In Monique Polak’s YA novel, Hate Mail, Jordie’s cousin Todd has moved back to Montreal and is attending Jordie’s high school. Todd has autism and Jordie does not want people to know that he and Todd are related. When Todd’s family receives a hateful letter, Jordie will be forced to reconsider his own behavior. Hate Mail is based on real-life events.
“Todd presses his hands over his ears and starts making this awful sound I’ve never heard before. It’s like a horse whinnying. If it was anybody else, I’d put my hand on his shoulder to calm him down. But I can’t touch Todd.
At least this makes Isobel stop screaming.
‘Todd,’ I say as calmly as I can, ‘Isobel didn’t mean to scare you. She’s worried. Samantha needs a doctor, and the phone’s not working.’ I can feel the others watching us. ‘Let’s take a few deep breaths.’ I’ve seen Aunt Anna do this with Todd.
Todd and I breathe in and out. We do it a few times.
Todd drops his hands back to his sides and sighs. ‘If there’s no phone,’ he says, ‘we can use the ELT.’
‘The ELT? What’s an ELT?’ I ask him.
“The emergency locator transmitter,’ Todd says, ‘Every plane has one.’”
1. In Hate Mail, Jordie does not want his friends to know Todd is his cousin. Jordie initially fails to stand up for Todd when Todd could use his help. Imagine that you are Jordie and that you are writing a letter of apology to your cousin in which you try to explain why you have had so much trouble acknowledging your relationship. Be as honest as you can about your feelings.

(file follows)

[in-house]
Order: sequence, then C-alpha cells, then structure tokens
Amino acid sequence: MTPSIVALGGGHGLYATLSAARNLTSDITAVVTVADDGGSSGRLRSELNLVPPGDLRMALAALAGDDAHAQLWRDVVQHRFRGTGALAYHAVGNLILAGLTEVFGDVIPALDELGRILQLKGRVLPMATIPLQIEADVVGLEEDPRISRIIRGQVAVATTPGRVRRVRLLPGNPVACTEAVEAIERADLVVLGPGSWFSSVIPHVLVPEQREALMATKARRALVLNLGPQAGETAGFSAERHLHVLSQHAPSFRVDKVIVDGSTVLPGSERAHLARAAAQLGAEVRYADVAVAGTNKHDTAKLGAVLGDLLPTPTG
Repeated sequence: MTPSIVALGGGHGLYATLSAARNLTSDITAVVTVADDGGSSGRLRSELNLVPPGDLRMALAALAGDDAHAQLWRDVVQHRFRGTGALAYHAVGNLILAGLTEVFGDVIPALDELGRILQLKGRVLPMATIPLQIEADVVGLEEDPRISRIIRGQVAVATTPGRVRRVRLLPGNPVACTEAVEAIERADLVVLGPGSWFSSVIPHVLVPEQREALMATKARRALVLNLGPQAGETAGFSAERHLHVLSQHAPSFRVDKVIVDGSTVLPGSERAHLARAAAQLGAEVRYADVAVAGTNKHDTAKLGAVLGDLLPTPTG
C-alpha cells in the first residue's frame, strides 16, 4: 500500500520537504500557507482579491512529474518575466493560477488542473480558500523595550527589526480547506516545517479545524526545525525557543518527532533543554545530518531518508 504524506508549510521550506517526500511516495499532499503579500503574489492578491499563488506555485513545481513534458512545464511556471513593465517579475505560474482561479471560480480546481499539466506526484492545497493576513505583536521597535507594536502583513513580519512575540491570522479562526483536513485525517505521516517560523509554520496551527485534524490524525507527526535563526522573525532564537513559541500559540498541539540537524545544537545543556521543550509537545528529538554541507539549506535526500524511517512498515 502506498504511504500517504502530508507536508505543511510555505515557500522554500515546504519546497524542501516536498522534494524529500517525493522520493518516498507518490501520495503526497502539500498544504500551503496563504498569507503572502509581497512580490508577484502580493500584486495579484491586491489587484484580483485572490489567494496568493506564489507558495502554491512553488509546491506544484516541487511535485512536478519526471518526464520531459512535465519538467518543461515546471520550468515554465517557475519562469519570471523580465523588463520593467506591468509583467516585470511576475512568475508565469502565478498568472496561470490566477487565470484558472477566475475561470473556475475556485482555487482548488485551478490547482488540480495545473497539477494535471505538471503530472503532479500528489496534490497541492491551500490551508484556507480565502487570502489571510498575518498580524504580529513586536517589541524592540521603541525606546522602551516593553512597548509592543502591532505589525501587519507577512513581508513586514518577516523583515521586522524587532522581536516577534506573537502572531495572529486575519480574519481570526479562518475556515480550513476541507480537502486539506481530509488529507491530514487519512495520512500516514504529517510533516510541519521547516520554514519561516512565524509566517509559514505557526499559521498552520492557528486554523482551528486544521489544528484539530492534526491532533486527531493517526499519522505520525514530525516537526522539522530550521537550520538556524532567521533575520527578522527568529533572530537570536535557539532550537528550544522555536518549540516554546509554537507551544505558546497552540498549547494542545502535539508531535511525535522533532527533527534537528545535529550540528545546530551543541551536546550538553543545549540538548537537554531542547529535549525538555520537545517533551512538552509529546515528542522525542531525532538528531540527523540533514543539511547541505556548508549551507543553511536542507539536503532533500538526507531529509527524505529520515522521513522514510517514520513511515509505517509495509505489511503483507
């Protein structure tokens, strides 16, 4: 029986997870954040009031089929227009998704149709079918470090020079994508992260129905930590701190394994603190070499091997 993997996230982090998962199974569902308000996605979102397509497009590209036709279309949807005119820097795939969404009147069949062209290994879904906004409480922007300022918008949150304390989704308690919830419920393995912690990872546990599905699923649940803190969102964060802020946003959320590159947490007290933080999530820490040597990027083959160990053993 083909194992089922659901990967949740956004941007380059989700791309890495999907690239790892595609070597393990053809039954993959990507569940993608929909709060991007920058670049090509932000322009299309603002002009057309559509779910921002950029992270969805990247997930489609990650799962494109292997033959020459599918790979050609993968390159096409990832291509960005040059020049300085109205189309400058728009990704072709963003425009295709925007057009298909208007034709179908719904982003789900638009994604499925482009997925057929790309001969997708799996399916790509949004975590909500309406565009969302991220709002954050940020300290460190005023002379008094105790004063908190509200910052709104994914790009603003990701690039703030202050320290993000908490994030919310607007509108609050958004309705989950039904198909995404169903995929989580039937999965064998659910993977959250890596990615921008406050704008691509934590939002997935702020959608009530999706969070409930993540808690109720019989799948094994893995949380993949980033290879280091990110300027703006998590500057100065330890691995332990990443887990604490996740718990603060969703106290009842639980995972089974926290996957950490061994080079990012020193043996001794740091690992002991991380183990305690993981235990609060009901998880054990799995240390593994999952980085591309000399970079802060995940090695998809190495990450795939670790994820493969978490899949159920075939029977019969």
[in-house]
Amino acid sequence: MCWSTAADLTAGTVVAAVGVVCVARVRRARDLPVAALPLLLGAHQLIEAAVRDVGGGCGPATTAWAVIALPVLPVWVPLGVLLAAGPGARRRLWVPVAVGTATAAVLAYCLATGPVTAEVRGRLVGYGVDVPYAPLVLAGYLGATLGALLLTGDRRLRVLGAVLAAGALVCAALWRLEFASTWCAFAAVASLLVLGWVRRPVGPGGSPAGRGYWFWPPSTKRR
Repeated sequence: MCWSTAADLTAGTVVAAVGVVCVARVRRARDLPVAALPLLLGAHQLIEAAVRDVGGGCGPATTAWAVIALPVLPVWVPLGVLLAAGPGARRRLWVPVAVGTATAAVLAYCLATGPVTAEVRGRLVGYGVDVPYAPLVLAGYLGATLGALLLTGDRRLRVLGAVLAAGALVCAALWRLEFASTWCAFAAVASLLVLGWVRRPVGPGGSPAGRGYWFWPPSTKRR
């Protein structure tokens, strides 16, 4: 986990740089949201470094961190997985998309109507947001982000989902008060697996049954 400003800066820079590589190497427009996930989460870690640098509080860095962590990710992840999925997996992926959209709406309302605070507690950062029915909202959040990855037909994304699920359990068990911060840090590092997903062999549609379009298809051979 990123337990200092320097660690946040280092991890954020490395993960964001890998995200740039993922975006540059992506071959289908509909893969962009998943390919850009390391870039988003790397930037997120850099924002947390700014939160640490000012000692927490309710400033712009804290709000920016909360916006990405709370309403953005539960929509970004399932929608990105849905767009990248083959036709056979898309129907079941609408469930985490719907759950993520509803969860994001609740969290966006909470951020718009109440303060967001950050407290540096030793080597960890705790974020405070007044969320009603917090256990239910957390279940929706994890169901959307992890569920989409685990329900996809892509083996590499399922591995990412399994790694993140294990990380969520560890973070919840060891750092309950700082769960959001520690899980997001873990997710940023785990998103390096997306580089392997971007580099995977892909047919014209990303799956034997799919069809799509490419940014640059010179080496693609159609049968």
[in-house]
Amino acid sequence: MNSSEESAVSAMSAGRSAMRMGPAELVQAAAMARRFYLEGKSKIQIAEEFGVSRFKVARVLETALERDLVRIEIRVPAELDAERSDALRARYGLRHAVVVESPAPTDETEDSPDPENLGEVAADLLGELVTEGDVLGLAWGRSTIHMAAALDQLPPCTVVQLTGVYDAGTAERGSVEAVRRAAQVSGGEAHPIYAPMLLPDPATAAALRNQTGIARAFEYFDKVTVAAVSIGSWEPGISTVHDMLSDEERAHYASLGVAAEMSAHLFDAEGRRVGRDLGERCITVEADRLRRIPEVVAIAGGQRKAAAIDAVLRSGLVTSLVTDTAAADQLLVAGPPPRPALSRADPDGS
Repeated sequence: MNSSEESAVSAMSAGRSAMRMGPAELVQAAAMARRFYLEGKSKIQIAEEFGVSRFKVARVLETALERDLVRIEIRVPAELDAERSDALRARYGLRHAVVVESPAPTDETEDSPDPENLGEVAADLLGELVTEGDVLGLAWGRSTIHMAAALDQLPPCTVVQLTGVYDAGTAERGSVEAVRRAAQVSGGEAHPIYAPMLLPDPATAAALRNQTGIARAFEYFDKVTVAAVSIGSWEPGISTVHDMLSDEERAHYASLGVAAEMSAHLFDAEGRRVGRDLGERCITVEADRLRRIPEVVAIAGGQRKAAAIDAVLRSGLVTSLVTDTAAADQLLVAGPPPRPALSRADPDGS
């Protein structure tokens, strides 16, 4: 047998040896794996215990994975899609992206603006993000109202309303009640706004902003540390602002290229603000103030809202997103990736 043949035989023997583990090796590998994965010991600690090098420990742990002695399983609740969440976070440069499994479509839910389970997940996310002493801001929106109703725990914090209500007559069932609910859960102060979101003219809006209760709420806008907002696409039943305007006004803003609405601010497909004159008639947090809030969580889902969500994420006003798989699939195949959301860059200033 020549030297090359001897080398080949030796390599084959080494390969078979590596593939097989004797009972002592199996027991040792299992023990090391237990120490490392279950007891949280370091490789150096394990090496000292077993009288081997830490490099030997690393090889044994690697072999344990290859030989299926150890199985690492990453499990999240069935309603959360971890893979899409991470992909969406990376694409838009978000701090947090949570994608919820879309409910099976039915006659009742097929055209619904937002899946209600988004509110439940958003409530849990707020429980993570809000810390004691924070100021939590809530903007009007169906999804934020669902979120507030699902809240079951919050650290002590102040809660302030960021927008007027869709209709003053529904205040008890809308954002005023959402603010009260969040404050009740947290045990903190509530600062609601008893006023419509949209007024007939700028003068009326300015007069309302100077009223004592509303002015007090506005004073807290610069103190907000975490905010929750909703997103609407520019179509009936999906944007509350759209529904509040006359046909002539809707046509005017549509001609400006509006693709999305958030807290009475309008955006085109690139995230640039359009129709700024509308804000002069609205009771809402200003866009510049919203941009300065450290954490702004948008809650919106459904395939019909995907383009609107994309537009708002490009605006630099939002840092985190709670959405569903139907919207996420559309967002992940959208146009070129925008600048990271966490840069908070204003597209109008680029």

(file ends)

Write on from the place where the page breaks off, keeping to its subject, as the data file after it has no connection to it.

2. Many youngsters with autism have a fascination with a particular subject. In Hate Mail, Todd is fascinated by airplanes. His knowledge helps the kids in the story when they are trapped in a dangerous windstorm. What subject do you know a lot about? Write a short scene in which a character reveals his or her knowledge about a particular subject, then write a second short scene in which the character’s knowledge is used to help others.
3. Imagine another situation in which a young person with autism might come to the rescue of his classmates. Pretend you are a reporter and write a newspaper account of the events you imagined. Include the most important details in your opening paragraph; also include quotes from your imaginary characters.
(400 – 500 words)